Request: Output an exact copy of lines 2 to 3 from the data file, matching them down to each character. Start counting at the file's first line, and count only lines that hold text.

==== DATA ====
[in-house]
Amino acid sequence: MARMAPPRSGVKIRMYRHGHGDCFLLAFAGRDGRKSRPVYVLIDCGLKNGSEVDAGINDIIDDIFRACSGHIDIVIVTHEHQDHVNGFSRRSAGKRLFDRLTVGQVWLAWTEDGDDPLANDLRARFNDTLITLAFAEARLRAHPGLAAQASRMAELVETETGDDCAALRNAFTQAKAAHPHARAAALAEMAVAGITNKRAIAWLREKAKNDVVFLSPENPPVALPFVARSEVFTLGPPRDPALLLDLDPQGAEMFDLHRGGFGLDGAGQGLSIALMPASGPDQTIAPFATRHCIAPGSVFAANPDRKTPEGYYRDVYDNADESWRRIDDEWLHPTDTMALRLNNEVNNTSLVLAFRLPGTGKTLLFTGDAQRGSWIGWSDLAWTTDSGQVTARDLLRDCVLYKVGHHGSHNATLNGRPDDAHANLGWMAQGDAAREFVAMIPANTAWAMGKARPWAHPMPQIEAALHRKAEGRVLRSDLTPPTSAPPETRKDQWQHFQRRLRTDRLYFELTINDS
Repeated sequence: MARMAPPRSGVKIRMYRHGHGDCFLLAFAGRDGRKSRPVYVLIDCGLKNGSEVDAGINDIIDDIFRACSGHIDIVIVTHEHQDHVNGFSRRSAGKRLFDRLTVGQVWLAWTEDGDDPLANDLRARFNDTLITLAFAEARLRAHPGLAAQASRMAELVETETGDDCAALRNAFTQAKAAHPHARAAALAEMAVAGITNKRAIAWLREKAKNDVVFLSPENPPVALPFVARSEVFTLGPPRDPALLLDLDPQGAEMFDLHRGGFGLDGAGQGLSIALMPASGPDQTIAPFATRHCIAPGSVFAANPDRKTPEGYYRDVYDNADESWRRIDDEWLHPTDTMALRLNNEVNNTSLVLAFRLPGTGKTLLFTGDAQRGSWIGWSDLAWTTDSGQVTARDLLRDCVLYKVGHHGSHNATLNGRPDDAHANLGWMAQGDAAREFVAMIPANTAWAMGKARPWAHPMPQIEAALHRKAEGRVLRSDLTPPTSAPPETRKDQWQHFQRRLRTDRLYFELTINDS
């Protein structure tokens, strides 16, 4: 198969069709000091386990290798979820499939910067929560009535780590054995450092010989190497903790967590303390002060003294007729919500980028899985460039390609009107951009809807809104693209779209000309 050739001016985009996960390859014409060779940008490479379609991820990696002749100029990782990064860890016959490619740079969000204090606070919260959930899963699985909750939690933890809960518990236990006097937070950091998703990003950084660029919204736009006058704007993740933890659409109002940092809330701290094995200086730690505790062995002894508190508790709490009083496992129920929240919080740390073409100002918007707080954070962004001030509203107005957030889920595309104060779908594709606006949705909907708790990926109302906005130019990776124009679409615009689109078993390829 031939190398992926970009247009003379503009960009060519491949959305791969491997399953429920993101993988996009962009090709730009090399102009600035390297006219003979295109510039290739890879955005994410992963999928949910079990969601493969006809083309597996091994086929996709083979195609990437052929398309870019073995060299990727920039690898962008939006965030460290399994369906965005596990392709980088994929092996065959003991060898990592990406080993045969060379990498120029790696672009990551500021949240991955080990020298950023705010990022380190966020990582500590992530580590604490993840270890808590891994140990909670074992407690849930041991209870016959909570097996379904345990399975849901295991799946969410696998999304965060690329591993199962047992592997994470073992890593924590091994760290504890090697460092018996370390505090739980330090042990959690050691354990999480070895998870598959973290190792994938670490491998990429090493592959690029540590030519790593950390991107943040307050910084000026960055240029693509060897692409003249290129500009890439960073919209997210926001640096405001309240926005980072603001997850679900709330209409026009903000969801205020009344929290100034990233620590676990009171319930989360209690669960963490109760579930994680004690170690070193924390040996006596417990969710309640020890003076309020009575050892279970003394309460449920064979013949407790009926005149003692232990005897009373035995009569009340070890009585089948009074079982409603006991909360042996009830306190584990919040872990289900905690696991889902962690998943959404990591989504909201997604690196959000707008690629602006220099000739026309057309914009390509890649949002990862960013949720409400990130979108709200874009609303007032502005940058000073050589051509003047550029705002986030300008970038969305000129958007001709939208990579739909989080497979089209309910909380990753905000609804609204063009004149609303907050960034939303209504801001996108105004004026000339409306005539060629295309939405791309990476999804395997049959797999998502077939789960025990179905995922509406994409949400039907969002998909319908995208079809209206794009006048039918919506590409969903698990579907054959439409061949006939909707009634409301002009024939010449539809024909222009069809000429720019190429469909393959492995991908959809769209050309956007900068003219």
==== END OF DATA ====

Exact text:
Amino acid sequence: MARMAPPRSGVKIRMYRHGHGDCFLLAFAGRDGRKSRPVYVLIDCGLKNGSEVDAGINDIIDDIFRACSGHIDIVIVTHEHQDHVNGFSRRSAGKRLFDRLTVGQVWLAWTEDGDDPLANDLRARFNDTLITLAFAEARLRAHPGLAAQASRMAELVETETGDDCAALRNAFTQAKAAHPHARAAALAEMAVAGITNKRAIAWLREKAKNDVVFLSPENPPVALPFVARSEVFTLGPPRDPALLLDLDPQGAEMFDLHRGGFGLDGAGQGLSIALMPASGPDQTIAPFATRHCIAPGSVFAANPDRKTPEGYYRDVYDNADESWRRIDDEWLHPTDTMALRLNNEVNNTSLVLAFRLPGTGKTLLFTGDAQRGSWIGWSDLAWTTDSGQVTARDLLRDCVLYKVGHHGSHNATLNGRPDDAHANLGWMAQGDAAREFVAMIPANTAWAMGKARPWAHPMPQIEAALHRKAEGRVLRSDLTPPTSAPPETRKDQWQHFQRRLRTDRLYFELTINDS
Repeated sequence: MARMAPPRSGVKIRMYRHGHGDCFLLAFAGRDGRKSRPVYVLIDCGLKNGSEVDAGINDIIDDIFRACSGHIDIVIVTHEHQDHVNGFSRRSAGKRLFDRLTVGQVWLAWTEDGDDPLANDLRARFNDTLITLAFAEARLRAHPGLAAQASRMAELVETETGDDCAALRNAFTQAKAAHPHARAAALAEMAVAGITNKRAIAWLREKAKNDVVFLSPENPPVALPFVARSEVFTLGPPRDPALLLDLDPQGAEMFDLHRGGFGLDGAGQGLSIALMPASGPDQTIAPFATRHCIAPGSVFAANPDRKTPEGYYRDVYDNADESWRRIDDEWLHPTDTMALRLNNEVNNTSLVLAFRLPGTGKTLLFTGDAQRGSWIGWSDLAWTTDSGQVTARDLLRDCVLYKVGHHGSHNATLNGRPDDAHANLGWMAQGDAAREFVAMIPANTAWAMGKARPWAHPMPQIEAALHRKAEGRVLRSDLTPPTSAPPETRKDQWQHFQRRLRTDRLYFELTINDS